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Tag Archives: Jermyn Street Theatre

Pictures of Dorian Gray, Jermyn Street Theatre – Review

Following the beautiful Dorian Gray this famous tale of vanity and Victorian “morals” is turned on its head when we have a buffet like selection of choice. With 4 alternative versions, the four actors change roles daily in various configurations in an imaginative gender-bending take on the story. Tonight I had a gloriously complex portrayal of Dorian from Helen Reuben, providing all the joys and contrast of a female protagonist, and equally as fascinating was Augustina Seymour’s Sybil Vane. This ...

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Mary’s Babies – Review

Jermyn Street Theatre Mary’s Babies is inspired by true events.  From the 1940s through to the early 60s, Mary Barton and Bertold Wiesner ran a London-based private fertility clinic.  Medically ground breaking at the time, they assisted in the conception and birth of well over a thousand children, known collectively as the ‘Barton Brood’.  At the time, there was no statutory framework covering such procedures and with the clinic insisted upon absolute secrecy, all records were destroyed.  Regulations were introduced ...

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Agnes Colander, Jermyn Street Theatre – Review

It seems every time you step into Jermyn Street Theatre you step back in time.  Tonight, we are transported to around 1900. It’s a time when a woman separated from her husband would be perceived as damaged goods. It’s also a time when any play challenging perceived acceptable behaviour would likely be banned. It’s possibly because of this fact that writer Harley Granville Barker never let this play be performed.  Instead it sat collecting dust for over one hundred years, ...

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RETURN OF THE REGGIES (Part 1)

Such was the reaction to last year’s Reggies, we felt compelled to beg Brian to stage a sequel; so yes, we are proud to announce that the Reggies are back. Newly expanded to a ridiculously comprehensive seven categories, it’s a barometer of the best in London theatre during 2018. There may be only one person bestowing the Reggies, but there is a slavish dedication to fairness; sleepless nights agonising over who should be in, who should be out; yes Brian ...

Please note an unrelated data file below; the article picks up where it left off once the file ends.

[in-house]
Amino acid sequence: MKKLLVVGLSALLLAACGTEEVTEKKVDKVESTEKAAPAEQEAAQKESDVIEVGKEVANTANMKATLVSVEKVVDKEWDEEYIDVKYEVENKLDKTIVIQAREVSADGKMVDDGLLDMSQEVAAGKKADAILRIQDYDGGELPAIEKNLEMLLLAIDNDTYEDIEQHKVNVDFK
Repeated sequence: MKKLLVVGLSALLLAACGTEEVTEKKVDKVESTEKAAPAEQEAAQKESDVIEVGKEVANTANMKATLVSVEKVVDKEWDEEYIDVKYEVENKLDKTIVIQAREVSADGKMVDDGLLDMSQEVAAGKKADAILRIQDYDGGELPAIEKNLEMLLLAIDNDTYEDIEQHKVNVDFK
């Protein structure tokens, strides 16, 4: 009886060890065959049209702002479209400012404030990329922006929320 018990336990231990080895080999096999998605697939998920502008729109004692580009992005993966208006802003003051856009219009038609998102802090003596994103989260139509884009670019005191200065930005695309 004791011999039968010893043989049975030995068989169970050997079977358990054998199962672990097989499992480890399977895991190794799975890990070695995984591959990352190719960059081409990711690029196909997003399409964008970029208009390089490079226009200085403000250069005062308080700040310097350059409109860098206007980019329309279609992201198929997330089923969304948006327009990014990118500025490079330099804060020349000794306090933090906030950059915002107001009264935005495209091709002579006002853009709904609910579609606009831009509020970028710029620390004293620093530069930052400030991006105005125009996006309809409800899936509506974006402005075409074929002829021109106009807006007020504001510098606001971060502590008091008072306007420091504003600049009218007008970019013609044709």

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Burke and Hare, Jermyn Street Theatre – Review

Pros: A wonderfully talented cast happily connecting with the audience. Cons: Multiple characters and minimal costume changes occasionally makes the action difficult to follow. The story of Burke and Hare has been regularly plundered for TV dramas, documentaries and two big screen versions, the most recent of which starred Andy Serkis and Simon Pegg. It’s not difficult to see why, as it remains a cracking yarn based on true events. The play tells of the titular characters that embarked on ...

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Billy Bishop Goes to War, Jermyn Street Theatre – Review

Pros: An engrossing war story brilliantly told by a two man cast. Cons: A disappointingly camp cabaret section at the start of Act II looks out of place and disturbs the story’s tone. There are subtle reminders that November has arrived: the clocks go back, street lights flicker into life earlier and Christmas adverts creep onto TV screens. Another permanent reminder is Remembrance Sunday. Billy Bishop Goes To War gives a very personal account of the titular character, told by his ...

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Stitchers, Jermyn Street Theatre – Review

Pros: The beautifully written script and the performances of Sinead Cusack and Michael Cardone, closely followed by the remainder of the cast. Cons: Very, very occasionally, there was a slight tendency towards Porridge like characterisation. Calling herself a ‘Victorian do-gooder’, Lady Anne Tree conducted a long campaign to be allowed to teach prisoners skills through which they could have paid work whilst in prison and improved prospects upon their release.  Her proposal was approved as late as 1992, and the ...

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